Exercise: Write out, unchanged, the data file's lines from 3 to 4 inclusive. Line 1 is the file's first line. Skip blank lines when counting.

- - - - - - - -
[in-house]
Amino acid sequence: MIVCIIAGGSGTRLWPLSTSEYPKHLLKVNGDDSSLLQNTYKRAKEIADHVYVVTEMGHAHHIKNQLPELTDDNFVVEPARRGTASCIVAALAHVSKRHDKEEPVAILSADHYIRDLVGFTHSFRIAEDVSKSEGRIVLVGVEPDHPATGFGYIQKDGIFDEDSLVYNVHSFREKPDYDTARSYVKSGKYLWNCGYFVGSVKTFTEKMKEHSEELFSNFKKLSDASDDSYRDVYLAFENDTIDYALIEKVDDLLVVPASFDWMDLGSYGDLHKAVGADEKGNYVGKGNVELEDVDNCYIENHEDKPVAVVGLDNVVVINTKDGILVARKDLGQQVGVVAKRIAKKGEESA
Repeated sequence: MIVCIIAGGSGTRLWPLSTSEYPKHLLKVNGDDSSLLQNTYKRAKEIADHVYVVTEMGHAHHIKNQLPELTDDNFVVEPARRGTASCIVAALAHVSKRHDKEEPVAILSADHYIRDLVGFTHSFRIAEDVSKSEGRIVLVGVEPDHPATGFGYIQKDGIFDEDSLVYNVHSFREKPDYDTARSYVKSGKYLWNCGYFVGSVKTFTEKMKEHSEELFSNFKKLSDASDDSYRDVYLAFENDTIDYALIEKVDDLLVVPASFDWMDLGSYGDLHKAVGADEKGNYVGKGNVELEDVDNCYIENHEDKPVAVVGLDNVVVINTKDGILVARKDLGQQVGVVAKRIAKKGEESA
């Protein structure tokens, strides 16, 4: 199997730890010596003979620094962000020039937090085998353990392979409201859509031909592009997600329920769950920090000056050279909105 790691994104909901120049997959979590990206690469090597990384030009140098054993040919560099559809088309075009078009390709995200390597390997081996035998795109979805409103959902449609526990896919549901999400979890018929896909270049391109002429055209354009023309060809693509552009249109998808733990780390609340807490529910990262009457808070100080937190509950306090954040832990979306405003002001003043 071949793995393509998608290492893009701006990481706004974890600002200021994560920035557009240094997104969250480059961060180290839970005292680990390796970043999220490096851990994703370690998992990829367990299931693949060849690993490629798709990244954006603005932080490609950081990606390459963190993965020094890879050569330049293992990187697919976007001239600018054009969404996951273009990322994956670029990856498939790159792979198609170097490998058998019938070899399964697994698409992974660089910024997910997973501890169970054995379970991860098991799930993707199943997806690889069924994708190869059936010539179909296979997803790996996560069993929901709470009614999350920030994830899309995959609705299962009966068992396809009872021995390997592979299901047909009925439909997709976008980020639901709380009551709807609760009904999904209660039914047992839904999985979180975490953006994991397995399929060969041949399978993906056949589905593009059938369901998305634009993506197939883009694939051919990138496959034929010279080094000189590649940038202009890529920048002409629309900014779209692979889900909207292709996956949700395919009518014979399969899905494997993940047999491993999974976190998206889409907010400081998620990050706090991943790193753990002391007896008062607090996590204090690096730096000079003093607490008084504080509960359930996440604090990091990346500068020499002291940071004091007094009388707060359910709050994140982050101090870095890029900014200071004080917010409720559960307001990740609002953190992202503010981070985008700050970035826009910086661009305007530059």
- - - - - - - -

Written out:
Repeated sequence: MIVCIIAGGSGTRLWPLSTSEYPKHLLKVNGDDSSLLQNTYKRAKEIADHVYVVTEMGHAHHIKNQLPELTDDNFVVEPARRGTASCIVAALAHVSKRHDKEEPVAILSADHYIRDLVGFTHSFRIAEDVSKSEGRIVLVGVEPDHPATGFGYIQKDGIFDEDSLVYNVHSFREKPDYDTARSYVKSGKYLWNCGYFVGSVKTFTEKMKEHSEELFSNFKKLSDASDDSYRDVYLAFENDTIDYALIEKVDDLLVVPASFDWMDLGSYGDLHKAVGADEKGNYVGKGNVELEDVDNCYIENHEDKPVAVVGLDNVVVINTKDGILVARKDLGQQVGVVAKRIAKKGEESA
């Protein structure tokens, strides 16, 4: 199997730890010596003979620094962000020039937090085998353990392979409201859509031909592009997600329920769950920090000056050279909105 790691994104909901120049997959979590990206690469090597990384030009140098054993040919560099559809088309075009078009390709995200390597390997081996035998795109979805409103959902449609526990896919549901999400979890018929896909270049391109002429055209354009023309060809693509552009249109998808733990780390609340807490529910990262009457808070100080937190509950306090954040832990979306405003002001003043 071949793995393509998608290492893009701006990481706004974890600002200021994560920035557009240094997104969250480059961060180290839970005292680990390796970043999220490096851990994703370690998992990829367990299931693949060849690993490629798709990244954006603005932080490609950081990606390459963190993965020094890879050569330049293992990187697919976007001239600018054009969404996951273009990322994956670029990856498939790159792979198609170097490998058998019938070899399964697994698409992974660089910024997910997973501890169970054995379970991860098991799930993707199943997806690889069924994708190869059936010539179909296979997803790996996560069993929901709470009614999350920030994830899309995959609705299962009966068992396809009872021995390997592979299901047909009925439909997709976008980020639901709380009551709807609760009904999904209660039914047992839904999985979180975490953006994991397995399929060969041949399978993906056949589905593009059938369901998305634009993506197939883009694939051919990138496959034929010279080094000189590649940038202009890529920048002409629309900014779209692979889900909207292709996956949700395919009518014979399969899905494997993940047999491993999974976190998206889409907010400081998620990050706090991943790193753990002391007896008062607090996590204090690096730096000079003093607490008084504080509960359930996440604090990091990346500068020499002291940071004091007094009388707060359910709050994140982050101090870095890029900014200071004080917010409720559960307001990740609002953190992202503010981070985008700050970035826009910086661009305007530059």